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Learn How to Knit

I realize that 99.9% of my readers are most likely knitters but for that 1% of you who pop by this ol' blog just for the sheer enjoyment of my knittyness I thought I'd at least encourage you to try to pick up some sticks!

Did you know knitting has been shown to help prevent stress, arthritis, heart attacks and dementia! Not to mention it's the perfect ice breaker for anyone who has to move to a new city, across the country, or around the world?

AND, I'd like to think if I was stuck on a deserted island I would be a hot commody with my skill. I know I could fashion a few sticks from some bushes or palm tree and some "yarn" from a leaf to knit from. Move over Professor from Guilligan's Island!

So where to begin? 

Find your Local Yarn Shop!
The easiest thing to do is to search for "yarn shops" near your town OR you can use this nifty little site Knitmap. Most yarn shops offer beginners knitting and you can meet other newbie knitters like yourself and create a whole crew of new and obessed knitters!

My personal favs: (as in I know the owners and they are all FABULOUS! Tell em' Margaux sent ya!)
Hoboken, NJ – Patricia's Yarns
Babylon, NY – The Village Knitter 
Philadelphia, PA – Loop
San Francisco, CA – Atelier Yarns 
Oakland, CA – A Verb for Keeping Warm 

Do an online course!

Craftsy
If you can't get to your LYS or you prefer to learn at home check out Craftsy.com! It's a new site that offers a great number of knitting courses. You can follow along at your own pace and you don't need worry that your fumbling fingers will embarrass you.

I also tell a lot of people I know who want to learn how to knit to use knittinghelp.com. I've even sent this site to my own beginner knit students to help them with their knitting homework.

Get a knitting handbook!
Even if you do a course at a LYS or online having your won knit handbook is a MUST in your knitting library. The one I learned out of (yes yours truly learned from a knitting book!): Stitch N Bitch. Debbie Stoller's personality shines through in this must have book. There are great sketches and no nonsense writing.  

IMG_9725
For a more traditonal route, get Montroe Stanley's Knitter's Handbook. These two books are ones you will come back to again and again!

Find other knitters like yourself!
Once you get your knits and purls down you're going to want to meet other knit enthusists like yourself. Enter: Ravelry.

Ravelry - a knit and crochet community
The "Facebook" for knitters. I pretty much talk about Ravelry at least once a post. I primarily use it to research patterns I want to make or to pair a yarn I have in my stash with a pattern. The benefits are endless in being a member, plus it's FREE.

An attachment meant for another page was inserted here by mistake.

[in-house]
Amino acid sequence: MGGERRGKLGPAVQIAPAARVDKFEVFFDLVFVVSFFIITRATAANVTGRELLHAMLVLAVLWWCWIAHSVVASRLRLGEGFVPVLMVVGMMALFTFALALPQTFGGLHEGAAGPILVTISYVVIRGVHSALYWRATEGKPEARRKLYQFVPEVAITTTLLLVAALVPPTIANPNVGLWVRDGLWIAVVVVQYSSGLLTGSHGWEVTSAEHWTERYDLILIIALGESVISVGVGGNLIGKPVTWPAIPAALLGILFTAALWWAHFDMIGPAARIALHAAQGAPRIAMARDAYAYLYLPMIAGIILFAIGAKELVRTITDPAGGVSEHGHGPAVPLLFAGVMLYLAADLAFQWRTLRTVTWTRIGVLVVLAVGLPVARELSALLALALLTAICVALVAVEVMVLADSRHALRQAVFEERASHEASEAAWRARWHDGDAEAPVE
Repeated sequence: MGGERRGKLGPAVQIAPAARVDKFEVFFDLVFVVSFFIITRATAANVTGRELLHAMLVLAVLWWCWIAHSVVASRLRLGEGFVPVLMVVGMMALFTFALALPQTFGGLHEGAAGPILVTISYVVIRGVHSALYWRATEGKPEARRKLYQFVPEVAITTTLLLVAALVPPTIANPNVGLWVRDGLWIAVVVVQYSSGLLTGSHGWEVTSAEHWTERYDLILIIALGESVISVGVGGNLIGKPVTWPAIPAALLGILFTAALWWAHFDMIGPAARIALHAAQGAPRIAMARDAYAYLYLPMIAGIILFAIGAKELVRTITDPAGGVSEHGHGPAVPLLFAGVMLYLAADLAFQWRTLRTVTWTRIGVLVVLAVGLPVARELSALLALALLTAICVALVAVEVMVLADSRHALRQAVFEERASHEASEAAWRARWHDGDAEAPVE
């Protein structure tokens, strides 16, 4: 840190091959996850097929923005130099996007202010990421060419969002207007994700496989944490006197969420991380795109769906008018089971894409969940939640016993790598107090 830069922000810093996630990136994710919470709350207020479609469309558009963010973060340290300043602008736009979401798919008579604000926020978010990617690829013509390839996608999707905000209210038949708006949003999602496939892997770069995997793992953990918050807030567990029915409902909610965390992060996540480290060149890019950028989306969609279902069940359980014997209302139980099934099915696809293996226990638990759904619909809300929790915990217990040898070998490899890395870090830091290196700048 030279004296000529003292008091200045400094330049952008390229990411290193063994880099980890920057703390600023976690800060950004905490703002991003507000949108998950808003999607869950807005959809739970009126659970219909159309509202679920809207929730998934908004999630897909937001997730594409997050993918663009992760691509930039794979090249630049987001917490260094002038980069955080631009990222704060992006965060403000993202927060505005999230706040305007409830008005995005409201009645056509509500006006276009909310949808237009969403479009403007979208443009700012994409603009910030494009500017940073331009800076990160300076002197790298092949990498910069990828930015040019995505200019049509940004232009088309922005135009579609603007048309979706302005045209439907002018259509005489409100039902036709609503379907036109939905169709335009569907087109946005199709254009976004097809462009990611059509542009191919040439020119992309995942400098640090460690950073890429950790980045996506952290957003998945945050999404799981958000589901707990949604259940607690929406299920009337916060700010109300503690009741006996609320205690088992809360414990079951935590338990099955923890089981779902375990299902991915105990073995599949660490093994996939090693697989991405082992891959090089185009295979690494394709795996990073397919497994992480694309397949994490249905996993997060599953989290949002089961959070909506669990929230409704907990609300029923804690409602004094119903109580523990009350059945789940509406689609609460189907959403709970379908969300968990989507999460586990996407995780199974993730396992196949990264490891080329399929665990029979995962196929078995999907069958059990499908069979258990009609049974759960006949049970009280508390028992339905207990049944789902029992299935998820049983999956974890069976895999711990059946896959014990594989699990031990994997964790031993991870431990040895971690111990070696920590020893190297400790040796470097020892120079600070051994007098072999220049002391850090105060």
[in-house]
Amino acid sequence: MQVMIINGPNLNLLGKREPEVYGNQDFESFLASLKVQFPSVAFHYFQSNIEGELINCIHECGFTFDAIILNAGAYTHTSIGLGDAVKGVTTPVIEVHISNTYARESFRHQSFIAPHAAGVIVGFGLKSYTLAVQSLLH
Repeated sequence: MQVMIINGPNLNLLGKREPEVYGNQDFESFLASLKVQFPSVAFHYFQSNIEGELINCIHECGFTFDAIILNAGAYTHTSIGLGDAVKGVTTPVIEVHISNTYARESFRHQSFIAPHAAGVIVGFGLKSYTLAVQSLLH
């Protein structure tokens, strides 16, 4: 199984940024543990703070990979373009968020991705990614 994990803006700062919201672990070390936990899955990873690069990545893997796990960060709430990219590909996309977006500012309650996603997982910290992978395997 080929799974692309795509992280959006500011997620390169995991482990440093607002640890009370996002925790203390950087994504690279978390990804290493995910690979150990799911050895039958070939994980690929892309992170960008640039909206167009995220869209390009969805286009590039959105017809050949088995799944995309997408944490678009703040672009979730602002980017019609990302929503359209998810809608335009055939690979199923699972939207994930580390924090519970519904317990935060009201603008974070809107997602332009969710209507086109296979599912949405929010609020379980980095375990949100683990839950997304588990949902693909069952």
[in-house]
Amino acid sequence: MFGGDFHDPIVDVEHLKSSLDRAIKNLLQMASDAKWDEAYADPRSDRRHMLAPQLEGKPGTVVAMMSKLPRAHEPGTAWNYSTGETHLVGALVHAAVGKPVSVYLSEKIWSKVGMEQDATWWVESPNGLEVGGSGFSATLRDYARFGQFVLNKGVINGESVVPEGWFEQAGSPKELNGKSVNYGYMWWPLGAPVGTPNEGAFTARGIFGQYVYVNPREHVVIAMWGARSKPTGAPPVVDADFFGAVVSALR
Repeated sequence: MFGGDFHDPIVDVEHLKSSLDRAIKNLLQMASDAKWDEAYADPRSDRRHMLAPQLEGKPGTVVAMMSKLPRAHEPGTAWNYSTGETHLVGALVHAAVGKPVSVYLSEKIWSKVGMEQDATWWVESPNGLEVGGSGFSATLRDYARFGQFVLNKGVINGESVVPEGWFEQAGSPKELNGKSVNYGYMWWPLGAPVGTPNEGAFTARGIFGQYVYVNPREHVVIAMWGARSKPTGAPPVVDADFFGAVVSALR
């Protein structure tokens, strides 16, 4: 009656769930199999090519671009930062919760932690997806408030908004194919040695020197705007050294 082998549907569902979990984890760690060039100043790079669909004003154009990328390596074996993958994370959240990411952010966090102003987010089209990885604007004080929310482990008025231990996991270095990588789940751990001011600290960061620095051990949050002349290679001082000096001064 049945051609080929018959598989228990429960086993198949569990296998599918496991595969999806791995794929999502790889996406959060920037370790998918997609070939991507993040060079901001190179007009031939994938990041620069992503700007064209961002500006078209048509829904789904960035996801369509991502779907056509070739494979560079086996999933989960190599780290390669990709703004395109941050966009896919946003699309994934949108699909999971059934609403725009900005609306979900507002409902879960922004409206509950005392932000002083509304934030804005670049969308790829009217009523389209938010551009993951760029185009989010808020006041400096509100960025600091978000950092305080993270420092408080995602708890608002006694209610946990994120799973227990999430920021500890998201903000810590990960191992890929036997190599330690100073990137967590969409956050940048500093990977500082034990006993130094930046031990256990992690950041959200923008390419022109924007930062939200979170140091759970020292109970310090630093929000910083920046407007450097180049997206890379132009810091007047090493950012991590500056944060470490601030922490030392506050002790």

Knitty.com is also another fabulous place to find patterns and instructions. Techniques with Teresa is my favorite column! I've learned so much from her column.

My other knitters out there – how did you learn how to knit?

10 thoughts on “Learn How to Knit”

  1. I was living with a fellow teacher while I had a temporary job, and in the nine weeks I lived with her, she taught me! I am so thankful and happy that she did, and hopefully I can teach people how at some point – knitting seems to be somewhat of a lost art these days.

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  2. Youtube. I know it sounds silly, but I bought a beginners knitting kit and the black and white photos were not helpful. However free knitting videos did the trick!

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  3. Great post! I learned how to knit… again… with Knitting for Dummies! My mom and school had taught me the basics when I was a kid, but at 32 y.o. I wondered if I still knew how and since then, I’ve been hooked (or should I say needled!) I also love Knitty, KnittingHelp and YouTube!

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  4. I also learned from the Stitch’n’Bitch book. I don’t know what it is about the drawings and Debbie’s writing, but everything made perfect sense, even on first read.
    KnittingHelp also saves me every time a pattern calls for something I’m not familiar with. What did people do before the internet???

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  5. i love this post and will definitely share with my non-knitting friends. as for me, i learned from my gram when i was a little kid. she was active in a church project to knit bandages for the lepers (!)…which my six-year-old brain interpreted as “leopards.” so, my first project was white-rug-yarn-knit bandages for the leopards! quelle glamour!

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  6. Great post. I learned when I was 8 or so from my mom. She also taught me to crochet, but I didn’t really get ‘hooked’. I didn’t do much though until my 20’s when I had kids & wanted cute Zoe Mellor knits for my boys. I refer often to books, magazines, online, and of course my LYS for technique help when I need it.

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  7. Ma Jinx taught me how to knit when I was just a wee Jinx – it was the default “rainy summer day and Ma is tired of hearing me complain about how bored I am” activity. Then I didn’t go anywhere near knitting needles for about 15 years when I, on a whim, picked up a “Learn to Knit” kit. Everything I’d learned as a kid came back pretty much right away and six years later I’m still at it. 🙂

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